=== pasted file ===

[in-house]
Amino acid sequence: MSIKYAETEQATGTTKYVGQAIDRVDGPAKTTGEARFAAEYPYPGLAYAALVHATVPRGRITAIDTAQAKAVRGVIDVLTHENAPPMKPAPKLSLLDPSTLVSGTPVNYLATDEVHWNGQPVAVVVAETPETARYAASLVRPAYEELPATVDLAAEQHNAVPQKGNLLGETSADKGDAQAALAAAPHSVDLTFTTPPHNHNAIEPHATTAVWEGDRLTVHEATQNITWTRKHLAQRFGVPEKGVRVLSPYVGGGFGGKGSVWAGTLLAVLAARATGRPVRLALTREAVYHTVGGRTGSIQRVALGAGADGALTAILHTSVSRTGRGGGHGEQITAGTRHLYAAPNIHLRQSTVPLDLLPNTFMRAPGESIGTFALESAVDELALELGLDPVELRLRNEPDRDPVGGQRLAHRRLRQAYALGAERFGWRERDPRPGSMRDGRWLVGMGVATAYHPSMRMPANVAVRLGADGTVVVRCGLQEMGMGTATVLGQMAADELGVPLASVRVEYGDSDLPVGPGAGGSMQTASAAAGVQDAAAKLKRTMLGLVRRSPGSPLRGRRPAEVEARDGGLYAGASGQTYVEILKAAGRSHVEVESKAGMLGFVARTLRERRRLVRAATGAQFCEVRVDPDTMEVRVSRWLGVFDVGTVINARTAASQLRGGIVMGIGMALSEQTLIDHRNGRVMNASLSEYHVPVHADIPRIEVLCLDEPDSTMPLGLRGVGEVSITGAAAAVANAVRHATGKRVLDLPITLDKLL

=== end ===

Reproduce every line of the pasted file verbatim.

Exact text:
[in-house]
Amino acid sequence: MSIKYAETEQATGTTKYVGQAIDRVDGPAKTTGEARFAAEYPYPGLAYAALVHATVPRGRITAIDTAQAKAVRGVIDVLTHENAPPMKPAPKLSLLDPSTLVSGTPVNYLATDEVHWNGQPVAVVVAETPETARYAASLVRPAYEELPATVDLAAEQHNAVPQKGNLLGETSADKGDAQAALAAAPHSVDLTFTTPPHNHNAIEPHATTAVWEGDRLTVHEATQNITWTRKHLAQRFGVPEKGVRVLSPYVGGGFGGKGSVWAGTLLAVLAARATGRPVRLALTREAVYHTVGGRTGSIQRVALGAGADGALTAILHTSVSRTGRGGGHGEQITAGTRHLYAAPNIHLRQSTVPLDLLPNTFMRAPGESIGTFALESAVDELALELGLDPVELRLRNEPDRDPVGGQRLAHRRLRQAYALGAERFGWRERDPRPGSMRDGRWLVGMGVATAYHPSMRMPANVAVRLGADGTVVVRCGLQEMGMGTATVLGQMAADELGVPLASVRVEYGDSDLPVGPGAGGSMQTASAAAGVQDAAAKLKRTMLGLVRRSPGSPLRGRRPAEVEARDGGLYAGASGQTYVEILKAAGRSHVEVESKAGMLGFVARTLRERRRLVRAATGAQFCEVRVDPDTMEVRVSRWLGVFDVGTVINARTAASQLRGGIVMGIGMALSEQTLIDHRNGRVMNASLSEYHVPVHADIPRIEVLCLDEPDSTMPLGLRGVGEVSITGAAAAVANAVRHATGKRVLDLPITLDKLL